June 27, 2022
I just returned from a long overdue vacation to Scotland, where Lisa and I were joined by our son, his fiancé, and her family for a hike along the West Highland Way. We covered about 75 miles over seven days. The scenery was spectacular, the weather was a combination of glorious and miserable, the experience was both wonderful and physically exhausting, and… I will never do it again!
It was good to disconnect and enjoy the simplicity of a good walk and good Scottish fare with some well-earned Scotch and pints of beer in the evening to refresh our weary feet. Along the way, we encountered some unintended consequences of the pandemic.
The UK shrugged off any remaining restrictions some time ago, and initially, things seemed to be running reasonably well, but slowly, cracks appeared. Several hotels were closed for lunch as they could not hire enough staff to serve the guests. Buses were running on a reduced schedule for similar reasons. Then, a national train strike was called at the end of our trip, and we had to scramble to get on a bus to make it back to Glasgow for our flights home. The strike prompted a sense of nostalgia that took me back to the many strikes in the UK during the 1970s. My nostalgia heightened when confronted with inflated prices because the 1970s was also an era of high inflation. By 1980 the British inflation rate had reached 14%, so we still have a way to go by comparison.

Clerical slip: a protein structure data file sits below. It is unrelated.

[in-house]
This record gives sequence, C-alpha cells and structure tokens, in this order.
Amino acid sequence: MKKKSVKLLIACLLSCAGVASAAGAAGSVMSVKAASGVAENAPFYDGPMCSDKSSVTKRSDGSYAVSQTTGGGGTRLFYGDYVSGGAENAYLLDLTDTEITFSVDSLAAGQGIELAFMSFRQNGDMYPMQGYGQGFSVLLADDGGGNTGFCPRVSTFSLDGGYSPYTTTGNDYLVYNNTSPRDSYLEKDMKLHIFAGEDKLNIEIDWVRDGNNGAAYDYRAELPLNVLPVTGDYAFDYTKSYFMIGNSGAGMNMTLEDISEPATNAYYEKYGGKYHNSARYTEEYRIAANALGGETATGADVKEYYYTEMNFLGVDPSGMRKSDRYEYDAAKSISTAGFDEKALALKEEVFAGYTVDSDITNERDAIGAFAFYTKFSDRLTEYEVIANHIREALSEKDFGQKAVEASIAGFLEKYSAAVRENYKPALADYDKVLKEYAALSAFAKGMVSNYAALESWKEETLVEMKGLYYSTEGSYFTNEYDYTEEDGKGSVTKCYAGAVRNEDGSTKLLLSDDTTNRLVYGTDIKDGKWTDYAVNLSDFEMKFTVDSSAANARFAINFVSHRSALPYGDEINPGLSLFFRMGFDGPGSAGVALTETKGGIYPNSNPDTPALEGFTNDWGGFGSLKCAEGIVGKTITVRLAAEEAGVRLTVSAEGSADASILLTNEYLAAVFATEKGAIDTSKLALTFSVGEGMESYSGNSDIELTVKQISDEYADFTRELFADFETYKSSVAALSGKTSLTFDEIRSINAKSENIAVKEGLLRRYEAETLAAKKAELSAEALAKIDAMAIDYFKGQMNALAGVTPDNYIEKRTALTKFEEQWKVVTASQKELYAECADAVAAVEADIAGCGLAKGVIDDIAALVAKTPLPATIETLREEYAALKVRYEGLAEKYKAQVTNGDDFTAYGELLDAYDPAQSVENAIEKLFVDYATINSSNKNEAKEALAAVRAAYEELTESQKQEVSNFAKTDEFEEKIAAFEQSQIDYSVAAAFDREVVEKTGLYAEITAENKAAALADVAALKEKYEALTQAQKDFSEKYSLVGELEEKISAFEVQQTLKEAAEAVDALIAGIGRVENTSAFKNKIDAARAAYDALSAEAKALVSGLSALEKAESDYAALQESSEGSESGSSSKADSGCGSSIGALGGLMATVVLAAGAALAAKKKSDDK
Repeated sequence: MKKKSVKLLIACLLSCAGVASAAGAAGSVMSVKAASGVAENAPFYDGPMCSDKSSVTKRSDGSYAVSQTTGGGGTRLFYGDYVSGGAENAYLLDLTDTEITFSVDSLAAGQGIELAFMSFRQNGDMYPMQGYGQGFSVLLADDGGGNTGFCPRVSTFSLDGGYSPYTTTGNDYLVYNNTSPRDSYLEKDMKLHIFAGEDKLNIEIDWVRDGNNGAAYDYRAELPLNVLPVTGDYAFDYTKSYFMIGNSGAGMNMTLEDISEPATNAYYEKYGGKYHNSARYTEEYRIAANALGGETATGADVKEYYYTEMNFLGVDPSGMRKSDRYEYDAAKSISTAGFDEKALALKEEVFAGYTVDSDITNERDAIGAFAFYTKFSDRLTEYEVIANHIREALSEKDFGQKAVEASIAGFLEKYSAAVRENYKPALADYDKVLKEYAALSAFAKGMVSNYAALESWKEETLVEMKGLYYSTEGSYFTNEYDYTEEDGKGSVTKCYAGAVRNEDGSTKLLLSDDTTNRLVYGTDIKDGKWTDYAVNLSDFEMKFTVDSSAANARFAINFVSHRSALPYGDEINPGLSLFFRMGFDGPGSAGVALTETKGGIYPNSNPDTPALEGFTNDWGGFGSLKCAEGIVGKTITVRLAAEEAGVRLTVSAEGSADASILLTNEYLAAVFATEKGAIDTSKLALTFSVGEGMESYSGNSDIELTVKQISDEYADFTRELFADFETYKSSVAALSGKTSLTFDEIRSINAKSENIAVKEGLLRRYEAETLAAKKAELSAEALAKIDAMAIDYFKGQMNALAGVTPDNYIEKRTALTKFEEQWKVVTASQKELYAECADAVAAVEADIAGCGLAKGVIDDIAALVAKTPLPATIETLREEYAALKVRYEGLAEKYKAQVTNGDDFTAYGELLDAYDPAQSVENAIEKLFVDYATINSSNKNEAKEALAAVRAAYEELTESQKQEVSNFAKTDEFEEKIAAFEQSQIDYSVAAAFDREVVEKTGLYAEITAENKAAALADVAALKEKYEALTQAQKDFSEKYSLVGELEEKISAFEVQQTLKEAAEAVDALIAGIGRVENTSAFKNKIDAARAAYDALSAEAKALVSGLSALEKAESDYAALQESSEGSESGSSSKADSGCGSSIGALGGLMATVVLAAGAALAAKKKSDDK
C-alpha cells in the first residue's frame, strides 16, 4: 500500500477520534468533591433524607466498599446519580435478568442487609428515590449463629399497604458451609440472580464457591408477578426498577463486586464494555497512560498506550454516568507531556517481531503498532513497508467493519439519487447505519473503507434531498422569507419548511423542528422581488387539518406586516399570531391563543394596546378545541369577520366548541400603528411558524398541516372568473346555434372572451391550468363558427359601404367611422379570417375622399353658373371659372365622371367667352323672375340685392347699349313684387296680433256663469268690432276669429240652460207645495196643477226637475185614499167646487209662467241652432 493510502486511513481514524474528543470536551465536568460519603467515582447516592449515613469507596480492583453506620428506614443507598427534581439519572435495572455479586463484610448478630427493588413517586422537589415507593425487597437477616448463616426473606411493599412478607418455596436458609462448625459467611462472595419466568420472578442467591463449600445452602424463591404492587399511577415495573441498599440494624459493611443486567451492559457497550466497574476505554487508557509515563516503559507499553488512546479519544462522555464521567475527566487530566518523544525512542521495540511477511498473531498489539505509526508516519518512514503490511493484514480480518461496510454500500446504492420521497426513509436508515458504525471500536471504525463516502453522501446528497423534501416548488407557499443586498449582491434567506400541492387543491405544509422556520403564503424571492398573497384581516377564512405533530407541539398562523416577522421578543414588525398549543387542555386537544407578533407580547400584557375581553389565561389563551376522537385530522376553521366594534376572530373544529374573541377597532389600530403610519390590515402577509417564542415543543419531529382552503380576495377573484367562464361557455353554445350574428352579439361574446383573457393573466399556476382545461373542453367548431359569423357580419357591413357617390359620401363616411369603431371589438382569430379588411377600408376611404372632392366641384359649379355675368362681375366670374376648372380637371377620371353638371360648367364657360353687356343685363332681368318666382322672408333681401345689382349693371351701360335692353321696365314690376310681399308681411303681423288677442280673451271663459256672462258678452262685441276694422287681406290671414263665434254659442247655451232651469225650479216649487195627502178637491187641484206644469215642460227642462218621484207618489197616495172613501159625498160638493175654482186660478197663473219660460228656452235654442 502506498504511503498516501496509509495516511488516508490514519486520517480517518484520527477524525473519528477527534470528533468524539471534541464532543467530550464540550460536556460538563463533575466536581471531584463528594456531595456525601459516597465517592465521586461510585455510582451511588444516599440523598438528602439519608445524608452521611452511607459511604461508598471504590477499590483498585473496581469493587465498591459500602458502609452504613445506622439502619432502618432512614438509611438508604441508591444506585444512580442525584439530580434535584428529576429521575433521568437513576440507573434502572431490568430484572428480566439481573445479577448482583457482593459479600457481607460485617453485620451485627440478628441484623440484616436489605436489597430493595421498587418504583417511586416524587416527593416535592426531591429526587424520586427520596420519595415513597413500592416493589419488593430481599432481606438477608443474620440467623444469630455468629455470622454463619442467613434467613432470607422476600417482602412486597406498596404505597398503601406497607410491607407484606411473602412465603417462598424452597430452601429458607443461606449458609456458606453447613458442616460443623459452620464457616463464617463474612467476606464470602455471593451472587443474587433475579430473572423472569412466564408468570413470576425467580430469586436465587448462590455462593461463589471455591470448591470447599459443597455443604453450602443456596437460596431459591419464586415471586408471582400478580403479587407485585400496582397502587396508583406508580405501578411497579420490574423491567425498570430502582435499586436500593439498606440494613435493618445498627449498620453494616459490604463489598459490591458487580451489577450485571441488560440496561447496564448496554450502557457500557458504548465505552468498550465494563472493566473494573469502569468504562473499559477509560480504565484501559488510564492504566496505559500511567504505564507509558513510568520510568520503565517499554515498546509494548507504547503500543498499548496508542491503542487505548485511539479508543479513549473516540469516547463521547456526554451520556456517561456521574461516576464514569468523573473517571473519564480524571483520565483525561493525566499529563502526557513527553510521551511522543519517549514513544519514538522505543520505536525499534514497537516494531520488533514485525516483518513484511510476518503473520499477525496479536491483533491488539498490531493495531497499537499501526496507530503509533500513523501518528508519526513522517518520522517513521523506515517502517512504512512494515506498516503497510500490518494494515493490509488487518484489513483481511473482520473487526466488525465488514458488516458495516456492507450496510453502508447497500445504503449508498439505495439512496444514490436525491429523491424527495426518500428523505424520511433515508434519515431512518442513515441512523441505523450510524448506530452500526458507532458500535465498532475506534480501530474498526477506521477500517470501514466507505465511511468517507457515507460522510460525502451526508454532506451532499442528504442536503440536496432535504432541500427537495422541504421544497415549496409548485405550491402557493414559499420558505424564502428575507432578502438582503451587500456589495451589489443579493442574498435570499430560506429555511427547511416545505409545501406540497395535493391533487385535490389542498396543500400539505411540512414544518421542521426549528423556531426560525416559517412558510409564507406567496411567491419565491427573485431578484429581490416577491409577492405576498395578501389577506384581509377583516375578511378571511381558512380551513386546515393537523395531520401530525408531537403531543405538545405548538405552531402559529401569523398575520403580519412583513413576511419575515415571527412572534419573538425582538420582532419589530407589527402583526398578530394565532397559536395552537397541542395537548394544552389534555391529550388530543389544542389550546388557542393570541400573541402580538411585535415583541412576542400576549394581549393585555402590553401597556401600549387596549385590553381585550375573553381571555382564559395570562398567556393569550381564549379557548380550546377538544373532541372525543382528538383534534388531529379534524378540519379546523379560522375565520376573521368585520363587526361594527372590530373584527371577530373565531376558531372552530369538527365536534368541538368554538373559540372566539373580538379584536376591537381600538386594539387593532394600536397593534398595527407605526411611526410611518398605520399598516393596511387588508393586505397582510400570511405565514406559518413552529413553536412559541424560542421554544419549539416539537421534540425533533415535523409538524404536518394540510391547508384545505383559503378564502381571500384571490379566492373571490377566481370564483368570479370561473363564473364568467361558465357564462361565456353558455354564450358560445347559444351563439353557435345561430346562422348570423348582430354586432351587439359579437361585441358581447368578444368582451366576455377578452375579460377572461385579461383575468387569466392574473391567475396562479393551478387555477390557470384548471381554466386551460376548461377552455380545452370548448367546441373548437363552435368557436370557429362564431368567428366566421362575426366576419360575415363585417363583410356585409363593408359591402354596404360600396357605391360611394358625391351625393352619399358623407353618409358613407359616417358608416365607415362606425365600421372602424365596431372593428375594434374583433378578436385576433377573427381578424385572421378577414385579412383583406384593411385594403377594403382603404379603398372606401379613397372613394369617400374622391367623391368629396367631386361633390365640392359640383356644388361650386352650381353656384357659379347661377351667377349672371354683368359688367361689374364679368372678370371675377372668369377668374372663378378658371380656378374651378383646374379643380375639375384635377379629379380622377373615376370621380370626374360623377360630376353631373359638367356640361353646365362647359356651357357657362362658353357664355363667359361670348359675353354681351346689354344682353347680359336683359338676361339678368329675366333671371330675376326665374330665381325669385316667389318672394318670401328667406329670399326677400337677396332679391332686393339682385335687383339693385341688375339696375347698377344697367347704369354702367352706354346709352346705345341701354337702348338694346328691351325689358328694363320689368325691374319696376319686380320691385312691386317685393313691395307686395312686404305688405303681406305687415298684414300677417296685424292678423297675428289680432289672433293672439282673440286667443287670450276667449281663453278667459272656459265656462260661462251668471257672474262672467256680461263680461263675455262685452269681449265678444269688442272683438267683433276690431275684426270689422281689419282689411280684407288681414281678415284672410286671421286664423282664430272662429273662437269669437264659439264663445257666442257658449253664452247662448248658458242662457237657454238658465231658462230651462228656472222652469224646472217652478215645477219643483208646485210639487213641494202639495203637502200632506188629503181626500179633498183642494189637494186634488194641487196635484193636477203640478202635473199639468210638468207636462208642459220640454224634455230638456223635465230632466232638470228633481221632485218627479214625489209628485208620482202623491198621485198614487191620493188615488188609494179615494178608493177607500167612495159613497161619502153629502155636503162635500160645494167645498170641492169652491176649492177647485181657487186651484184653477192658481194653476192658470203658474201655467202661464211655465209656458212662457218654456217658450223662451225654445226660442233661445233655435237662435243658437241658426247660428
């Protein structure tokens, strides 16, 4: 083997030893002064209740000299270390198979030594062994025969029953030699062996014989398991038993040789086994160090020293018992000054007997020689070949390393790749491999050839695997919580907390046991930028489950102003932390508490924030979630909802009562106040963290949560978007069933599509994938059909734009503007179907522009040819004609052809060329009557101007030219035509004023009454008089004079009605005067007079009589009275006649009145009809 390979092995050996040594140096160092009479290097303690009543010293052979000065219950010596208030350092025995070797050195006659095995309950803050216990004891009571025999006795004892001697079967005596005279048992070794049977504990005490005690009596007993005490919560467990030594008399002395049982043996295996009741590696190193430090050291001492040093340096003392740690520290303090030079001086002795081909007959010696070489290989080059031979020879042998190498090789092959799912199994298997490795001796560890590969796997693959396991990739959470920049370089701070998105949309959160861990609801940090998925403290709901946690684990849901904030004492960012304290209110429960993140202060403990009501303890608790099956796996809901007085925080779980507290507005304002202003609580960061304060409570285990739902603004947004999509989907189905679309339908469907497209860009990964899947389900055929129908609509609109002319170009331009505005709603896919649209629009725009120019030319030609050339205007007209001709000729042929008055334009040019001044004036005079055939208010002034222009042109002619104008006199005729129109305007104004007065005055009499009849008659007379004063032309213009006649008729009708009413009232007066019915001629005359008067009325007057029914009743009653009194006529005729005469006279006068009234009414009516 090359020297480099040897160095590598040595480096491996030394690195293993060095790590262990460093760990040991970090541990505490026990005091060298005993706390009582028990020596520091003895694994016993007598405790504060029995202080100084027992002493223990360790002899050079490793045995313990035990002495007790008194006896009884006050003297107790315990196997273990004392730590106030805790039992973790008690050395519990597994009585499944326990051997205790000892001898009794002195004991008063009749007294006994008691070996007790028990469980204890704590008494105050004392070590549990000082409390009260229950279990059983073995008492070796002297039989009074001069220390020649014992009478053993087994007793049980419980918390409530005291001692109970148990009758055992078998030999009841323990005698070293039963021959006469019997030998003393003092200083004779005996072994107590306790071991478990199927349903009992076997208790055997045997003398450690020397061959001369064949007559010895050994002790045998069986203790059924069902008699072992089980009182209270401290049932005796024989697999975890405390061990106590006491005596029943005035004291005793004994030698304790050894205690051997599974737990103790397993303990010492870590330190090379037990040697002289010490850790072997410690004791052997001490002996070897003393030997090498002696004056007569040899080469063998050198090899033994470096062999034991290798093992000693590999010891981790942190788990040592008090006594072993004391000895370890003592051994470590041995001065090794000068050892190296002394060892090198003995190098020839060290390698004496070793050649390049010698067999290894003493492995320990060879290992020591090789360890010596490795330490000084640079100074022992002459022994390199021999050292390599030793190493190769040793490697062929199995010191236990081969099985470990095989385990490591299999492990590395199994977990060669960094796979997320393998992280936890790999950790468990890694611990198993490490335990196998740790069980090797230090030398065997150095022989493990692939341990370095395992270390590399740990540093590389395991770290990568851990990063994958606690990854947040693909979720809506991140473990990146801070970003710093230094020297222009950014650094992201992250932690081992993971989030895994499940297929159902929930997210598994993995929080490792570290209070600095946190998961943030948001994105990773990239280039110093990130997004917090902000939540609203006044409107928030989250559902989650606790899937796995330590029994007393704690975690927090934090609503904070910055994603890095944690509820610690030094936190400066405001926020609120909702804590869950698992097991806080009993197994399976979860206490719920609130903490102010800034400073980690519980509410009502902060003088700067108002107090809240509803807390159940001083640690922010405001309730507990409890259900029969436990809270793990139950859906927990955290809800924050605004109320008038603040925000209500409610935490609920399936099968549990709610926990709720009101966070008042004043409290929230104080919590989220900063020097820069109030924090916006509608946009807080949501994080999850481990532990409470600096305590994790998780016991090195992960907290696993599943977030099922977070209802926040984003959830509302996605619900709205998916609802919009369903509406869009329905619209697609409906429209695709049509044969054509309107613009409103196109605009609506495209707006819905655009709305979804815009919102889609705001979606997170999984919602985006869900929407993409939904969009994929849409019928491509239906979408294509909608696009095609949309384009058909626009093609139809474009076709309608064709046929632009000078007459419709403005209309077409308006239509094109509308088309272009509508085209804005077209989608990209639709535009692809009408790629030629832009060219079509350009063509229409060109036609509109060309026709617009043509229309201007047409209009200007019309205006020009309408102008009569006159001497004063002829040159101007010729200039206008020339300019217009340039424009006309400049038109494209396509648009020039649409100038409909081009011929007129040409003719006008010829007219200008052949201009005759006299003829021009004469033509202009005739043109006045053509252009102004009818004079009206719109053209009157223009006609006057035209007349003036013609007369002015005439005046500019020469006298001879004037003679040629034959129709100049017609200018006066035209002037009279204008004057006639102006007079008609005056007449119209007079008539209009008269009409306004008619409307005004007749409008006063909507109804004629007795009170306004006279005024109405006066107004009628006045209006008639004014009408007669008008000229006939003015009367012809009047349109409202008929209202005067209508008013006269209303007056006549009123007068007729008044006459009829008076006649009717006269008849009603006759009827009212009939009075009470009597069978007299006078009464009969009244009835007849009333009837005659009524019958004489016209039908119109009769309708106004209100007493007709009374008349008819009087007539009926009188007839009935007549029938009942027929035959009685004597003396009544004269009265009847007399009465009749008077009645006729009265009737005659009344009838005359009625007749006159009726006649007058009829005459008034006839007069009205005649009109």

The strangest experience of all was on the British Airways flight back to Atlanta via London. Our departure from Heathrow was set for 4:00 pm. Our plane left the gate promptly, but after a short taxi, we were told we had to return to the gate for the mechanics to check a faulty brake failure light. After a three-hour delay, we left London Heathrow at 7 pm. The delay meant our arrival time was pushed back to 11 pm. Once over the Atlantic, the captain announced that he had some unfortunate news. We were being diverted to Washington DC for the night because the Customs and Border Patrol team at Atlanta airport had gone home! What? Atlanta Airport, the busiest airport in the world, was unable to clear our flight? As a result, British Airways had the pleasure of putting up some 200 or more passengers in hotels for the night, canceling the return flight to the UK, and ultimately flying the plane back to London empty after we were delivered to Atlanta the next day. I have no idea what the three-hour delay cost, but I am sure some Customs and Border Patrol employees would have been delighted to show up for a few extra hours to earn a fraction of that cost.
Even excluding the war in Ukraine and the shutdown in China, we are dealing with a lot of hidden problems in the global economy, and they are not going to be resolved as quickly as many might wish!